by Julie Gruenbaum Fax
In a basement aerobics studio in the Westside Jewish Community Center, four girls dance before a wall of mirrors, perfecting the nuances of their twirls and chassés.
Two of them, playing sisters on a train to Auschwitz, sing in Yiddish “Aufin Pripertchik” (“Upon the Hearth”). Two others dance behind them, representing their souls.
Across the street, in a classroom of Shalhevet High School, in a rehearsal just as intense if a little less somber, Robin Saxe Garbose directs another group of girls as they work to maximize the comedic effects of their accents and movements as 80-year-old women.
Garbose has years of professional experience directing New York theater and television in Los Angeles, and demands a high level of commitment and professionalism from the Orthodox teenage girls in Kol Neshama, (the voice of the soul), an independent summer-arts program funded by donations and tuition.
Founded last year, the program has 28 girls, ages 11-16, from as far away as Ohio, New York and Jerusalem.
“Kol Neshama fuses Jewish spirituality and religious observance with artistic excellence,” Garbose says.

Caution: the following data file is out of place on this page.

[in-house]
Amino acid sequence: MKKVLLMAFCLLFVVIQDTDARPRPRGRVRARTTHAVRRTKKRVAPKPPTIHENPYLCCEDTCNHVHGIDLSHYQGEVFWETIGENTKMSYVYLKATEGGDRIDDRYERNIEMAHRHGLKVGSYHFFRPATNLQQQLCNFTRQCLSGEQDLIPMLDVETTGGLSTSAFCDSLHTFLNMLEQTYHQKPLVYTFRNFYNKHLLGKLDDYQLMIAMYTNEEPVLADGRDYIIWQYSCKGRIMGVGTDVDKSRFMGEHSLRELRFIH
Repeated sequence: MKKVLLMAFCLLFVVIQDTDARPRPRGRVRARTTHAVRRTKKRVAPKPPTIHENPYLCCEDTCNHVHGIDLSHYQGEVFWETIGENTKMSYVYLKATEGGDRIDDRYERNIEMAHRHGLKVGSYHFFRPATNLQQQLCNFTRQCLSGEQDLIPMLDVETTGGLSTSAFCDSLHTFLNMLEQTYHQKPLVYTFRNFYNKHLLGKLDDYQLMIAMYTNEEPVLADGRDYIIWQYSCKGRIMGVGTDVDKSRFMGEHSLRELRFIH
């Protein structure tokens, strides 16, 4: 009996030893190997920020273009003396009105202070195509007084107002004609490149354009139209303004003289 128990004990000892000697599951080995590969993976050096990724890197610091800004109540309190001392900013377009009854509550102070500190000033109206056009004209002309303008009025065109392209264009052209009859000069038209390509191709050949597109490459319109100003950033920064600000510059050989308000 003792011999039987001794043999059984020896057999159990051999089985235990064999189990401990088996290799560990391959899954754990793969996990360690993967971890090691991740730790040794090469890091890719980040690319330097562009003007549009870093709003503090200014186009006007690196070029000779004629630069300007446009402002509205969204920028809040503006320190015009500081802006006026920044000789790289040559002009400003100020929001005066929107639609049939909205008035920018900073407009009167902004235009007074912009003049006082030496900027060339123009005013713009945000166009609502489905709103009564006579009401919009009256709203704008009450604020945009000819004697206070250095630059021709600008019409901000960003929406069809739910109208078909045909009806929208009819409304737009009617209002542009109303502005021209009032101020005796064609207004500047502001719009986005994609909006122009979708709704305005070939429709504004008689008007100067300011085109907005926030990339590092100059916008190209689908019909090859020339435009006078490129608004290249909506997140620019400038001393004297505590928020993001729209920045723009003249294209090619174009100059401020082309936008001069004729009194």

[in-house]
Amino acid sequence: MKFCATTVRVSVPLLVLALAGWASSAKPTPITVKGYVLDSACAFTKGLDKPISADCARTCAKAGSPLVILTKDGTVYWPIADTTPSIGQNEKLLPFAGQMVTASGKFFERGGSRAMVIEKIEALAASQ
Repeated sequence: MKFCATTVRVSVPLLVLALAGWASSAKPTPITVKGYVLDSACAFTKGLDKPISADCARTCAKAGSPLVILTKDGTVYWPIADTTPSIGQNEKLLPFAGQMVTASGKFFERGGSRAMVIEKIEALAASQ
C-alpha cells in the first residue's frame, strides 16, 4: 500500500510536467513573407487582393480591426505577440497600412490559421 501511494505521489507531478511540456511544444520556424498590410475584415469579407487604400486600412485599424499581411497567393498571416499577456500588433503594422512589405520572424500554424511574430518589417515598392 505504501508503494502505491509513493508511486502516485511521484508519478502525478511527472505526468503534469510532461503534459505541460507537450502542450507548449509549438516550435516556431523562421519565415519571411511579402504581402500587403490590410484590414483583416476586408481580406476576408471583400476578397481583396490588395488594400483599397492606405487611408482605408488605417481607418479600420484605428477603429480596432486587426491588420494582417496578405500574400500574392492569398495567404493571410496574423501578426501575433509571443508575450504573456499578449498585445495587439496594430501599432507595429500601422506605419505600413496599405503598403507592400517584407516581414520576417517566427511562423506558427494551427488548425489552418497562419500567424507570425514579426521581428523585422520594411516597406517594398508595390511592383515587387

The girls start their morning with prayer and Torah study, and spend the rest of their day in movement and drama lessons, voice training and rehearsals for the production that will be the climax of the program.
Last year’s inspirational production (“The Wonder of Wonders”) exhibited high artistic caliber and raised expectations for this year’s production, “Heaven Sent: An Evening of Miracle Plays.”
Garbose commissioned playwrights and composers to create works for “Heaven Sent,” a four-act show of drama, comedy, dance and choral and soloist singing, open to women and girls only. Performances will be in memory of Shoshana Greenbaum.
“I want to inspire these girls about what an extraordinary thing it is to be a Jewish woman,” Garbose says. “She is the embodiment of strength and intelligence and modesty and courage and valor and beauty, both inside and out.”